Greetings Travellers,

For my last Tech Tuesday, I described how we are going to save all of the offline ships in the world and then delete them all in a subsequent update.

Well, it turns out that as of late the PvE deployment, in particular, has been really struggling with the sheer amount of ships in the world so strange bugs such as ships not appearing have started to happen much more frequently.

Due to this, we’ve decided to bring forward the work of deleting all of the offline ships and respawning them when registered players login. I completed the work to delete offline ships today and the results are even better than we expected, so here are some graphs!

First, here’s the graph showing the number of entities in the world:

It peaks at 3 million entities as it takes a while for SpatialOS to load the massive snapshot. Over the course of an hour, we save all of the ships and then delete them hence the linear drop in the number of entities. We end up at just 43 thousand entities, an absolutely massive reduction.

This has had a huge impact on the CPU usages of our servers!

Firstly, the resting CPU has decreased pretty much linearly with the reduction in the number of entities. This is surprising to us because profiling showed that the offline ships weren’t directly doing a lot of work. What we think is happening is that they were indirectly causing everything to be more expensive just by being in lists of things to process as well as making garbage collection more expensive.

The other thing to note is that the CPU spikes from taking snapshots are effectively gone. We suspected that these spikes may have been translating to large in-game lag spikes, so fingers crossed there will be a big improvement there.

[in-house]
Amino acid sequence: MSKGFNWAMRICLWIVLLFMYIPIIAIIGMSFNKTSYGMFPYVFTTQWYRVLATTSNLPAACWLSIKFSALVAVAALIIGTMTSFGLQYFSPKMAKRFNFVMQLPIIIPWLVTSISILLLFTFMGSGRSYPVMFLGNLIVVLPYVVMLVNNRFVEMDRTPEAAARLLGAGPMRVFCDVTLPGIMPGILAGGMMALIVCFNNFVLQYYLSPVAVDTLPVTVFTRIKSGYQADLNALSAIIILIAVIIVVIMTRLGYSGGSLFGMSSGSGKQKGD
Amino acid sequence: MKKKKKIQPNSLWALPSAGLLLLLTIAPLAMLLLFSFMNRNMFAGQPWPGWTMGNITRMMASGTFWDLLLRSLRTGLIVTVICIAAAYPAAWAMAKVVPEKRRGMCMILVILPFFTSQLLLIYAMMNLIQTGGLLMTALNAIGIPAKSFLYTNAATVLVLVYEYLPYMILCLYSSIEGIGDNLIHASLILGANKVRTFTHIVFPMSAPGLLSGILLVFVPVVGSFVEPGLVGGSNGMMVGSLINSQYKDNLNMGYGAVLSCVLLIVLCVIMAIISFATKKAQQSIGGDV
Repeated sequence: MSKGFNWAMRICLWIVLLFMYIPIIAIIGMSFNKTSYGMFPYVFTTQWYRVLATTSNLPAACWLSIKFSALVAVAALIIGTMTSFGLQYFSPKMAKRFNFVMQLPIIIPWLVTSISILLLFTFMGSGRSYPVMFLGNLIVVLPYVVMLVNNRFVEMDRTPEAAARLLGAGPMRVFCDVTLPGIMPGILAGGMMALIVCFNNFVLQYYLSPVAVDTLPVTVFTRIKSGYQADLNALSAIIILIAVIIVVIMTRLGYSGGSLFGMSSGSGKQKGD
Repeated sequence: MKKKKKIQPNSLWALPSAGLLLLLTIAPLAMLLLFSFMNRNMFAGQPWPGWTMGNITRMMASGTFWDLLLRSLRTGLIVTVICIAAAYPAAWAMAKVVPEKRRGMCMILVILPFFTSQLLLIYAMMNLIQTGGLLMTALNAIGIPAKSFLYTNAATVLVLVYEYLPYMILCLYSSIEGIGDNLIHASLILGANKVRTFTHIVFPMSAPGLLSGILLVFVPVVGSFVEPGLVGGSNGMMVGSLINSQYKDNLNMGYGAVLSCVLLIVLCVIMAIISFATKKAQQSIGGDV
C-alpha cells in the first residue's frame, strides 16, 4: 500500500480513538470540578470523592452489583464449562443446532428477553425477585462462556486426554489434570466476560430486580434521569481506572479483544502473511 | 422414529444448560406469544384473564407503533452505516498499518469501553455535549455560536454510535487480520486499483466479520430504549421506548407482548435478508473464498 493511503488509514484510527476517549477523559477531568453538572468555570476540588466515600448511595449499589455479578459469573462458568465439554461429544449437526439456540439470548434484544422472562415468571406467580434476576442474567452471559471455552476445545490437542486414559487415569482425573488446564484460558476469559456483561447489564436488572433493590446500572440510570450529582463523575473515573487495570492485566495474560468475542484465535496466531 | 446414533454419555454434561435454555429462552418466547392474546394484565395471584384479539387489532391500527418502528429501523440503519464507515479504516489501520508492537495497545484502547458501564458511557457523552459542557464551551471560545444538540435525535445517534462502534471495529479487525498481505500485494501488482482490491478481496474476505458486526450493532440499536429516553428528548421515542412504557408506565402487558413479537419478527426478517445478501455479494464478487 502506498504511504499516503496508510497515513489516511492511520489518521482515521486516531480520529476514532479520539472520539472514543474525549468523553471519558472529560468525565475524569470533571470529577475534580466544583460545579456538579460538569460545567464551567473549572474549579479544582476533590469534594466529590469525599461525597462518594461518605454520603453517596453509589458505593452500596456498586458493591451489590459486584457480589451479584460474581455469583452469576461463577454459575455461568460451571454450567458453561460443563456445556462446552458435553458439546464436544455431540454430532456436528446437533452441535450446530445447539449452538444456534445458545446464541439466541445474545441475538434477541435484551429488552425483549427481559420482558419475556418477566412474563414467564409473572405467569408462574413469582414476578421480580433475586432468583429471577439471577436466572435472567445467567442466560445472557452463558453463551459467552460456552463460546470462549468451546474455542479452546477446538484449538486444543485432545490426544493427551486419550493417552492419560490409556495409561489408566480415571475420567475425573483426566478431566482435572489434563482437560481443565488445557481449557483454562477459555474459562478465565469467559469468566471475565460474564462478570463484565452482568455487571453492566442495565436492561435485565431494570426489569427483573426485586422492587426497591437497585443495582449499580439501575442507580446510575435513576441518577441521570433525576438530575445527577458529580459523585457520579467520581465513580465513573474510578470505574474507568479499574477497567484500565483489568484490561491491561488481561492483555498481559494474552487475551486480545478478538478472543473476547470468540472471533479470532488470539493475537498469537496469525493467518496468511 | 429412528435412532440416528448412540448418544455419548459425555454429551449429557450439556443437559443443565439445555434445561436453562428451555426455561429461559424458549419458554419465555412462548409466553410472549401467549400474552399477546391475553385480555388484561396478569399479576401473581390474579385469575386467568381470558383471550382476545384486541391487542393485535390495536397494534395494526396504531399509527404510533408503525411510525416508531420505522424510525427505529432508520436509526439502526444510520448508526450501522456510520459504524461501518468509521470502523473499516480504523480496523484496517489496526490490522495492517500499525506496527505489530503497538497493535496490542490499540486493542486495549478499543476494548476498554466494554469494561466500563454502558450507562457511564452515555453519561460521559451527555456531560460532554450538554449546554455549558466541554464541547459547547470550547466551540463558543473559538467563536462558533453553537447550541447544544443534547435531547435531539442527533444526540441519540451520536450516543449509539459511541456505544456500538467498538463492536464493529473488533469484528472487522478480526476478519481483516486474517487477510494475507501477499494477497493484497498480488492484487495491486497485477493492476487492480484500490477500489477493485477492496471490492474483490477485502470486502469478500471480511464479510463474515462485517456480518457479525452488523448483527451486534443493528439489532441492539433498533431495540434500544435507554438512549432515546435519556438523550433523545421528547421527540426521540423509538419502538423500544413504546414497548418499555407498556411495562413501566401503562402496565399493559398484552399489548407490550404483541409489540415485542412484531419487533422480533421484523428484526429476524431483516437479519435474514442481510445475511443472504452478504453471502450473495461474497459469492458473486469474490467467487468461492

There is something quite mysterious going on here though. About 10 minutes after the last ship is destroyed, CPU usage shoots up temporarily. We think this may be explained by the next graph – memory usage:

Strangely, memory usage initially falls, but then begins to increase again as more and more ships get deleted. Then, once it reaches its previous peak we get the huge CPU spike and the memory usage drops. My theory is that the heap is massively fragmented at that point and it reaches a threshold at which the Java Virtual Machine decides to defragment the memory. I would expect to see garbage collection CPU usage increase at that point, but it doesn’t, however, that could just be due to profiling only measuring the sweep phase but not the defrag phase of garbage collection.

So what does this mean for latency? Here’s a graph of the current PvE deployment:

You can ignore the green line, which is player latency, but the next line below shows the latency of the worst server. It’s 180ms which is pretty crazy considering the machines are located in the same data center! Here’s the new deployment with ships being removed:

Granted there are no actual players on this deployment, but you can actually see the physics server latency dropping all the way down to 50ms as the ships are removed, and no sign of that enormous CPU spike! It’s going to be really interesting to see how this change impacts player latency.

Overall we expect this should fix a lot of technical issues with the game, as well as having other cool benefits in terms of the new features based on the ship saving (blueprints) and other random things like it only takes 2 minutes to clean the world snapshot now so maintenance should also be much faster!

Fly safe!

(Screenshot by Spacebar Jazz on the Worlds Adrift Discord (